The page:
By Anonymous - 04/12/2016 22:14
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If you insist… The first time I read the phrase "calling pot kettle black," I knew it was a reference to the expression "the pot calling the kettle black." But for some reason, when it was written, it came out as word salad with the two nouns after the verb and before the adjective.
No matter how inappropriate that intervention was organized, the fact that they did this should be enough to take a critical look at your weight. You might be overweight and this is not healthy.
There's also not a one size fits all approach to health. One of my coworkers is a couple inches shorter than I am and at least fifteen pounds heavier. I still wouldn't challenge her to a foot race because she'd win. She runs marathons, I don't. Good health is less about the numbers on the scale and more about habits and practices.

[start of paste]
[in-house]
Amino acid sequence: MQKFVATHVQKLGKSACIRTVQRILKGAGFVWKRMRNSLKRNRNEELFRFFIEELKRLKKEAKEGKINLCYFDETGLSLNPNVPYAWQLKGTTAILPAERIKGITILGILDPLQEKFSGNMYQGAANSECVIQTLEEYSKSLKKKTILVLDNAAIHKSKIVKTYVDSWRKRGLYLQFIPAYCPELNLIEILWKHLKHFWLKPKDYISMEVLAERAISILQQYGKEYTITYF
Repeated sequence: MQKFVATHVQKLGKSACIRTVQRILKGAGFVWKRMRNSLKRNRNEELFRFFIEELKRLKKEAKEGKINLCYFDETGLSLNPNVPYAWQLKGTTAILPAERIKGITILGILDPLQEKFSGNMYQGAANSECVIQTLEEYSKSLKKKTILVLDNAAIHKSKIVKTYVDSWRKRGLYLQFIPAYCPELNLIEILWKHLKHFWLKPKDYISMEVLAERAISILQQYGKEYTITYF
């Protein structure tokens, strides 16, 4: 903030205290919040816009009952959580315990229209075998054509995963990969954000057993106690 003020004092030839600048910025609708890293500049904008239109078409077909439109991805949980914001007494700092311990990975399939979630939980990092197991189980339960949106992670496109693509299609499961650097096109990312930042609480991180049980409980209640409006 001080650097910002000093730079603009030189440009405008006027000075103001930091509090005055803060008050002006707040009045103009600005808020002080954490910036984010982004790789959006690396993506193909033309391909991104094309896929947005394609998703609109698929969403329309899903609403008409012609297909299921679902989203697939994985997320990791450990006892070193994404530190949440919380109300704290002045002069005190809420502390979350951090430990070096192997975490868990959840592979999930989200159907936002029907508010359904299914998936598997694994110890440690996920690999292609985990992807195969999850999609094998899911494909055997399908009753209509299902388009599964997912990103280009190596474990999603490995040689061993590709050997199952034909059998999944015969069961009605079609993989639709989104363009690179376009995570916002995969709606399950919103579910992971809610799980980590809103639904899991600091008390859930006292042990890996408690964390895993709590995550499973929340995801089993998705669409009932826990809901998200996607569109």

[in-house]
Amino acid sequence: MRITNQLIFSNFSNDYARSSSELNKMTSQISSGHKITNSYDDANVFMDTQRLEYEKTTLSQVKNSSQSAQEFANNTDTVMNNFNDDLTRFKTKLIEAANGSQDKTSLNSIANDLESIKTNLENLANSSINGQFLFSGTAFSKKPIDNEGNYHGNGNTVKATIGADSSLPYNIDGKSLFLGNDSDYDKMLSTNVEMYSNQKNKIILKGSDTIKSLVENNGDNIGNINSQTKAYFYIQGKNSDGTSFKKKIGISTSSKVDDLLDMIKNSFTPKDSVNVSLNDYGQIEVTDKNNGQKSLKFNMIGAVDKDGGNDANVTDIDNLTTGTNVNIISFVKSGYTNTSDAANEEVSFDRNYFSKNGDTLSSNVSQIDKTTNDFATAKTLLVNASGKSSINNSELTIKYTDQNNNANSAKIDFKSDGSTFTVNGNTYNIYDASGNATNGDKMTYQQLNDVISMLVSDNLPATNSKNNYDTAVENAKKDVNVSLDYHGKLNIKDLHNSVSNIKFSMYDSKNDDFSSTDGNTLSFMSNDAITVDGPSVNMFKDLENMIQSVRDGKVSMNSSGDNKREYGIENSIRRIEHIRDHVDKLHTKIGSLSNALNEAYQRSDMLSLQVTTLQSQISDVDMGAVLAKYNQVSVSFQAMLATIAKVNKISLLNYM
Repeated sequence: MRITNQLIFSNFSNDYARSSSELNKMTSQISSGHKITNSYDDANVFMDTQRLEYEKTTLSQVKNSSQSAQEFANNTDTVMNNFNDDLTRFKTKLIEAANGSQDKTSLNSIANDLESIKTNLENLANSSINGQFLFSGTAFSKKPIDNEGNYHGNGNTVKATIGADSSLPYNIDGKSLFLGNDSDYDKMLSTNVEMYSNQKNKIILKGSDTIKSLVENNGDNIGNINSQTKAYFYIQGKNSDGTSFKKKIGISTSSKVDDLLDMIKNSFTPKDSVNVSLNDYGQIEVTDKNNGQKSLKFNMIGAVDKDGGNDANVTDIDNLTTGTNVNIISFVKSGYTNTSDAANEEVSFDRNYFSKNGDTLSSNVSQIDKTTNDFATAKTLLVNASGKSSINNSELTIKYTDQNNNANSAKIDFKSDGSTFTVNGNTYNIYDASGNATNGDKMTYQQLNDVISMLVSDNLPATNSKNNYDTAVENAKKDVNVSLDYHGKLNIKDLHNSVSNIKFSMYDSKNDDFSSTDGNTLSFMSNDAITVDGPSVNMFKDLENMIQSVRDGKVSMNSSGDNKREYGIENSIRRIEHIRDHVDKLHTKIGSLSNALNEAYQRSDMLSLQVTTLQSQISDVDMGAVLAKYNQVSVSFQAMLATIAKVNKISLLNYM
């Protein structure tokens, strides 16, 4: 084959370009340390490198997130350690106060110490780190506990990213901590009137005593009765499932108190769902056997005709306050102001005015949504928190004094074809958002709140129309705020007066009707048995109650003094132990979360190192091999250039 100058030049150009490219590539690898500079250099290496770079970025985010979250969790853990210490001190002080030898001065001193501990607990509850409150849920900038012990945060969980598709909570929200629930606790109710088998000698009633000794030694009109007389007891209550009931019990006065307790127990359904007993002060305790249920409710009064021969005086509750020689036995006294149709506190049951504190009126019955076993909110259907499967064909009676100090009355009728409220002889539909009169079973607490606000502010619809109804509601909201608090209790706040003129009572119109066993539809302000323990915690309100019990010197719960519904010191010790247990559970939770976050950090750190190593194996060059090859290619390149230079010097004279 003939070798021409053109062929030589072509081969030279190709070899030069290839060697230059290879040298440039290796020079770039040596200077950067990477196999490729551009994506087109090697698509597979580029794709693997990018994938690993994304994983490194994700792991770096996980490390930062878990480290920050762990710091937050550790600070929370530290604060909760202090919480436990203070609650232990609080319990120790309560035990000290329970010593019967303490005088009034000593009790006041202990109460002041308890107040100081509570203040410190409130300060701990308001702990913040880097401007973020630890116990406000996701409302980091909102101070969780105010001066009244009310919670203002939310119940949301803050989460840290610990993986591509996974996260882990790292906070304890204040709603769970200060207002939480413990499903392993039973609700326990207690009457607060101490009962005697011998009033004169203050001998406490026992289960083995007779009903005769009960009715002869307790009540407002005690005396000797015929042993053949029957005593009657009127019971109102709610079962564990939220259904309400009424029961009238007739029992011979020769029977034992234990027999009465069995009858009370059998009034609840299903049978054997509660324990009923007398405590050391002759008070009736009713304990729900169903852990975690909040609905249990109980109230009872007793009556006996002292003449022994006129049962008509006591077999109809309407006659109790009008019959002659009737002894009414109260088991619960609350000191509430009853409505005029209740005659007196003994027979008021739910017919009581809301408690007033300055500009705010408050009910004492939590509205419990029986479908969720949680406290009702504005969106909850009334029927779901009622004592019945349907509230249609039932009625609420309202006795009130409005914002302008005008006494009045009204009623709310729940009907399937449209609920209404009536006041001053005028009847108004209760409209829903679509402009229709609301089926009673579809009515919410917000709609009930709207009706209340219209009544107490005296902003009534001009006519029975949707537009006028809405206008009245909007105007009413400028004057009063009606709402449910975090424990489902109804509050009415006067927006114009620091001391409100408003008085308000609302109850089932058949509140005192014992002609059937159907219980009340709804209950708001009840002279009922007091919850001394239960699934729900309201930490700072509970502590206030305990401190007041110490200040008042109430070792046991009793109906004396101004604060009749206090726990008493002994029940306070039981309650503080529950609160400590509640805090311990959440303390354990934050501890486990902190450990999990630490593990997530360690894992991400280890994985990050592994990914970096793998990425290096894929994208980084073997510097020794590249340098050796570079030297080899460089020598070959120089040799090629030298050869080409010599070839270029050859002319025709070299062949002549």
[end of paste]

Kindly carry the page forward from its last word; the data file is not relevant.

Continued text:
While I agree that what they did was rude and wrong, what they were doing doesn't mean the family is fat. I'm pretty skinny and I can eat a good bit. I have a fast metabolism so I'm always hungry. Eating a lot doesn't always equal overweight. If you can, talk to a doctor first. See if the doctor thinks you need to lose weight and if so, how much? Maybe he could help tell you safe ways to lose it and keep it off. It's up to you if you want to lose weight, not your family.
I'm the same. But you see..skinny doesn't mean healthy and heavier doesn't mean unhealthy. I'll be the first to admit I'm unhealthy. It doesn't matter if you look it or not. I doubt the buffet was healthy food, which makes it hypocritical to try to tell op they are not healthy. However talking to the doctor is the best action.
That was the point. Even while stuffing their faces at a buffet, your weight is out of control compared to theirs. Their method is disturbing, but I'll bet it's effective.